That being said, this administrative court is simply without the jurisdictional authority to compel any further action in this matter. The Act specifically reserves equity jurisdiction in such cases to the Superior Court of the District of Columbia. D.C. Official Code §§ 44-1001.01 (4) and 44-1004.01. As such, to the extent that the Superior Court determines that [TWH's] efforts to readmit [Paschall] have been inadequate as a matter of law, and that specific actions are required on the part of [TWH] going forward, the Superior Court has been expressly empowered by the D.C. Council to provide such relief to [Paschall]. This administrative court has not been so empowered and, as a result, cannot grant the equitable relief requested by [Paschall]. [Footnotes omitted.]

In a word, as DOH recognizes in its brief to this court, the ALJ concluded "that he lacked authority to direct Mr. Paschall's readmission to the Home" (Br. for DOH at 6).

Paschall filed this petition for review of that decision pursuant to D.C. Code §§ 44-1003.13 and 2-510 (2001).*fn1

II.

TWH filed no cross-petition for review of the ALJ's November 7, 2003 decision invalidating the discharge notice. It nevertheless argues (in a footnote of its brief) that the ALJ's reliance on 42 C.F.R. § 483.12 (b) to invalidate the notice was improper because it was "contrary to Congressional intent and existing precedent" (Br. for TWH at 7 n.6). Specifically, the Home argues that Title XIX of the Social Security Act, the federal statute on which 42 C.F.R. § 483.12 (b) is based, does not grant individuals a private right of action enforceable against private nursing homes, citing, inter alia, Nichols v. St. Luke Ctr. of Hyde Park, 800 F. Supp. 1564, 1568 (S.D. Ohio 1992). That argument is unavailing here even if we assume, without deciding, that TWH has not waived it by not petitioning for review of the November 7 order. Title 22 DCMR § 3200.1 (2004) provides that "[e]ach nursing facility [in the District] shall comply with . . . the requirements of 42 C.F.R. Part 483, Subpart B, Sections 483.1 to 483.75; Subpart D, Sections 483.150 to 483.158; and Subpart E, Section 483.200 to 483.206, all of which shall constitute licensing standards for nursing facilities in the District of Columbia." This rule, adopted in 2001 pursuant to the Mayor's authority under D.C. Code § 44-504 (a), thus expressly incorporates the discharge provisions of 42 C.F.R. Part 483, Subpart B (including § 483.12 (b)) into District of Columbia law, made enforceable by the discharge protections of D.C. Code § 44-1001.01 et seq. (the Nursing Home and Community Residence Facility Residents' Protection Act of 1985). So whether or not federal law would independently allow petitioner to challenge his discharge by TWH administratively is an issue we need not decide.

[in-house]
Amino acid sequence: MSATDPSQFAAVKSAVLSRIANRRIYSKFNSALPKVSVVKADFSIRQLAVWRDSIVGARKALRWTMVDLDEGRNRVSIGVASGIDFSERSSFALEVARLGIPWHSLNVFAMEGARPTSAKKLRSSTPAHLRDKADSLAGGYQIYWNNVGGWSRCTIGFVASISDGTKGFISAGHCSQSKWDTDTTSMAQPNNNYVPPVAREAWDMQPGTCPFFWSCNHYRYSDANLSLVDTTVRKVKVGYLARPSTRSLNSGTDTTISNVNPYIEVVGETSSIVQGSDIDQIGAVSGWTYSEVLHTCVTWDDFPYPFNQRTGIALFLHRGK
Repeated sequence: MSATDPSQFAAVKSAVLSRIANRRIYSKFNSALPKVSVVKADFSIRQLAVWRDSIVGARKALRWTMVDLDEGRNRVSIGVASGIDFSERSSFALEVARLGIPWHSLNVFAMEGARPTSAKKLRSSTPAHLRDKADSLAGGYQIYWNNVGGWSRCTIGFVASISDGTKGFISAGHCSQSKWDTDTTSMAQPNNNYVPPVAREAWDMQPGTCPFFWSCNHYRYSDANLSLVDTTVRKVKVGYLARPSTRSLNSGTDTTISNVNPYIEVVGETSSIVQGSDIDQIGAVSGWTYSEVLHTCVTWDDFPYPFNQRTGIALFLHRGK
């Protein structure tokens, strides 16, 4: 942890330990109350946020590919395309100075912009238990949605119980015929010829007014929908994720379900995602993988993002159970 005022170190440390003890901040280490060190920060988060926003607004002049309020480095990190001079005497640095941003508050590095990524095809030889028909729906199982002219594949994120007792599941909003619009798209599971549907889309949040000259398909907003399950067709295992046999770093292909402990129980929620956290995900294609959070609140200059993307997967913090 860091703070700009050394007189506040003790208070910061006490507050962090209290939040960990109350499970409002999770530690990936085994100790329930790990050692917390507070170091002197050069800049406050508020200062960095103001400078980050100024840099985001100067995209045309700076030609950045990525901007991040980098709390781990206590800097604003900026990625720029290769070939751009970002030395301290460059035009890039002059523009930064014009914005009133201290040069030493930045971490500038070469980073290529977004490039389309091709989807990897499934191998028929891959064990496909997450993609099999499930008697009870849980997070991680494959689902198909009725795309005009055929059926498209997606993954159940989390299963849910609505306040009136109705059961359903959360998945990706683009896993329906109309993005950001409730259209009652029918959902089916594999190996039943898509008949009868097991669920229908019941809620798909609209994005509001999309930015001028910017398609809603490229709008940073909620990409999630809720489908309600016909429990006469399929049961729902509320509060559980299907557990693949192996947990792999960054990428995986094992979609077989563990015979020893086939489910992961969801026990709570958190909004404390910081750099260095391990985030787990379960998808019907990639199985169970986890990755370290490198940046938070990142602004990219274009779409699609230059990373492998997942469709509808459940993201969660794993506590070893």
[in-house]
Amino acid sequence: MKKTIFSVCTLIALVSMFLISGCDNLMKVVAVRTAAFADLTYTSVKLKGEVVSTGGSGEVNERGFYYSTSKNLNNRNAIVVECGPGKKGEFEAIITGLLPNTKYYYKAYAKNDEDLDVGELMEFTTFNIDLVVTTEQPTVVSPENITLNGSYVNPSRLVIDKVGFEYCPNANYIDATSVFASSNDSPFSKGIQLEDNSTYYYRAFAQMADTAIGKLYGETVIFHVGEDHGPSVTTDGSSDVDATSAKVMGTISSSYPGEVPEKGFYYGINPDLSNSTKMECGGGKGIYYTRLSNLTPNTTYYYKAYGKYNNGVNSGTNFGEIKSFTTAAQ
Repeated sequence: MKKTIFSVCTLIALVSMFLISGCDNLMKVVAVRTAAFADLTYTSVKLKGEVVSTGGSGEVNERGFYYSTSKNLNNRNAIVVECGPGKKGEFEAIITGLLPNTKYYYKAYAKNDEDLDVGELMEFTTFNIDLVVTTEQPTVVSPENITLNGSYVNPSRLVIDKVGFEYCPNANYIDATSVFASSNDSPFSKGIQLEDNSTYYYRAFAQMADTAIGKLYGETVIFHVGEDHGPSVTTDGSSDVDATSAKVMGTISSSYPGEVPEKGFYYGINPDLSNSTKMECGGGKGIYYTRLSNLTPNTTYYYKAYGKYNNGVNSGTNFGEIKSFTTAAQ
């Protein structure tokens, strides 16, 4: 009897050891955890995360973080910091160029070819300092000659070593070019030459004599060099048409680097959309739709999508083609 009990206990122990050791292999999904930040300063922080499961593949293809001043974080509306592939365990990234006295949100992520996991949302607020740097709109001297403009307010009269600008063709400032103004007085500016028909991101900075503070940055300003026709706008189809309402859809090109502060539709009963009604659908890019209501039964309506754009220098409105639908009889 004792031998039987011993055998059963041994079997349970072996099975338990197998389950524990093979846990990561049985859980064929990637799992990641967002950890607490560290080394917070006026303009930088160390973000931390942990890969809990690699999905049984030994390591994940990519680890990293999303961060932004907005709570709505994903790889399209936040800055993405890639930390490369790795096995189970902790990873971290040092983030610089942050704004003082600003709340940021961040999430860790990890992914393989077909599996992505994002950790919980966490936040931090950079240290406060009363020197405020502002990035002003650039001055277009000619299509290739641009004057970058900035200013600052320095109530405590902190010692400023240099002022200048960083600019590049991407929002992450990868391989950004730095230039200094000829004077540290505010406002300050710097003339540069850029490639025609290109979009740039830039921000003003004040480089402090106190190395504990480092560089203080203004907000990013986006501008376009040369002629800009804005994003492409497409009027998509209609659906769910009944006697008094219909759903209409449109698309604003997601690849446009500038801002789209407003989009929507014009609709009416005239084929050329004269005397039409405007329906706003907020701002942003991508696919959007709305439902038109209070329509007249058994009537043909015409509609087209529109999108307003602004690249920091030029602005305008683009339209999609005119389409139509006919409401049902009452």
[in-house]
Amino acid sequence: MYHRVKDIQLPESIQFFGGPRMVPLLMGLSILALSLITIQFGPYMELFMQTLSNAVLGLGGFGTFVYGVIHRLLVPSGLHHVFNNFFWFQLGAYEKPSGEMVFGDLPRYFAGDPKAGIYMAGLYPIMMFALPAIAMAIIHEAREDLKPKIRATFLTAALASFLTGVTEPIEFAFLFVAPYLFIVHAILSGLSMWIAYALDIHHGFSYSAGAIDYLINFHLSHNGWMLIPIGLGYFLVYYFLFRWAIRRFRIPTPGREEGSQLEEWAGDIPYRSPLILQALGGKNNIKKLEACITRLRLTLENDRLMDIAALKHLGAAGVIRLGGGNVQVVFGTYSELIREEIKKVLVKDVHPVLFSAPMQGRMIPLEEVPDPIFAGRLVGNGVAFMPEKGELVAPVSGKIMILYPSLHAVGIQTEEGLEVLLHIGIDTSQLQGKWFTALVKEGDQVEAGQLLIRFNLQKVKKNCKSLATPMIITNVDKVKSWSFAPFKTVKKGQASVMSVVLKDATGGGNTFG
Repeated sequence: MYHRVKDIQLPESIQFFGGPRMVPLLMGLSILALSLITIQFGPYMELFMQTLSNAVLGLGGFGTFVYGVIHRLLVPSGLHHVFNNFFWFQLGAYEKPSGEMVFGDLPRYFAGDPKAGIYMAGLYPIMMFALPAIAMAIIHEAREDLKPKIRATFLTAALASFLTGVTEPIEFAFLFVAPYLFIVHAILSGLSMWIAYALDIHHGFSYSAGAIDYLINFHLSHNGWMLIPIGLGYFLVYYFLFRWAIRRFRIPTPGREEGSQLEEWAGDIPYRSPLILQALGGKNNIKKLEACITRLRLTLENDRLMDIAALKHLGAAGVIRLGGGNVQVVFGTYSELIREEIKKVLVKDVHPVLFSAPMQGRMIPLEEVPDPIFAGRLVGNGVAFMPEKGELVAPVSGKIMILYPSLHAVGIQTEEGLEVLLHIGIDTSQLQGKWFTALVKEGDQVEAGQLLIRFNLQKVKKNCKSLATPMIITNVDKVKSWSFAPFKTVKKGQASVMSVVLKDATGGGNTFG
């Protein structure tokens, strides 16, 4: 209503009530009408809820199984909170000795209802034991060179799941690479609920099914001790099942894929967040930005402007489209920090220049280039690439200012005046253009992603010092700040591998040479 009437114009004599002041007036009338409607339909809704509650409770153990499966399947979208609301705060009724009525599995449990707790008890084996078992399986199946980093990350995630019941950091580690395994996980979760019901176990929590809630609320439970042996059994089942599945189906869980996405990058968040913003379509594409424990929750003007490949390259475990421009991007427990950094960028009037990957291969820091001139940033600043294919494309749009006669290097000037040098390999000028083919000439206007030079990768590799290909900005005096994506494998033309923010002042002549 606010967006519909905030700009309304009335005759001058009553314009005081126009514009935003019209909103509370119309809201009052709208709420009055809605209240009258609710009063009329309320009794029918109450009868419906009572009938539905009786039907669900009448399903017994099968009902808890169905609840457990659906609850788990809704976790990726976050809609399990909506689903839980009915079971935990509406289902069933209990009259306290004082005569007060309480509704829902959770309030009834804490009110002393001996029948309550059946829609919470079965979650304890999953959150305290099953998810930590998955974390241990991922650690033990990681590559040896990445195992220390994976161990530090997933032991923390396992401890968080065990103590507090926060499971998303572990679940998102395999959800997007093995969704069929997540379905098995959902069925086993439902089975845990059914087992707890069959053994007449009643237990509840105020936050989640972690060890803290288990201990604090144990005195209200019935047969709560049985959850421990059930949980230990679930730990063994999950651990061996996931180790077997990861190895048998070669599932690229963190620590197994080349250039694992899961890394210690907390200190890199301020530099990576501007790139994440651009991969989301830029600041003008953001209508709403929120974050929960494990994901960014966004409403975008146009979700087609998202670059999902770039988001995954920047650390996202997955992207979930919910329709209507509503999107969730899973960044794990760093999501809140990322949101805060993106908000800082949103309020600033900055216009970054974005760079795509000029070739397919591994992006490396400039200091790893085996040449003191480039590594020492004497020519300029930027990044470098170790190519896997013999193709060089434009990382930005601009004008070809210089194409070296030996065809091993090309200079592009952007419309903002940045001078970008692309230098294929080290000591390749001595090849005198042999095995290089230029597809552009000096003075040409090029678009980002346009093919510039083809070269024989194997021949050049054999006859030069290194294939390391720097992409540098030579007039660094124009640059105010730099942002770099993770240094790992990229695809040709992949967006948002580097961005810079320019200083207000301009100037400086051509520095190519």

Turning to whether the ALJ correctly ruled that only a Superior Court judge can order the remedy of readmission, we are met with DOH's threshold contention that the issue is moot because all that petitioner sought from the ALJ was a declaration of the "right" to be readmitted to TWH "at some indefinite point in the future" (Br. for DOH at 11), and even now he does not express a desire to be readmitted. In response, Paschall does not really dispute that the issue may not be a "live" one as to him; instead he points, without contradiction, to a succession of orders that DOH has issued in the wake of the ALJ's ruling in this case that continue to assert the lack of authority of an ALJ to order readmission.*fn2 Although it is possible, as DOH rejoins, that one or more of these orders will come before us in the case of a discharged resident actively seeking readmission to a nursing facility, we conclude that the merits of the issue may and should be decided now. We have chosen before "to rule in spite of valid mootness concerns" in cases that "involve[] overarching issues important to the resolution of an entire class ...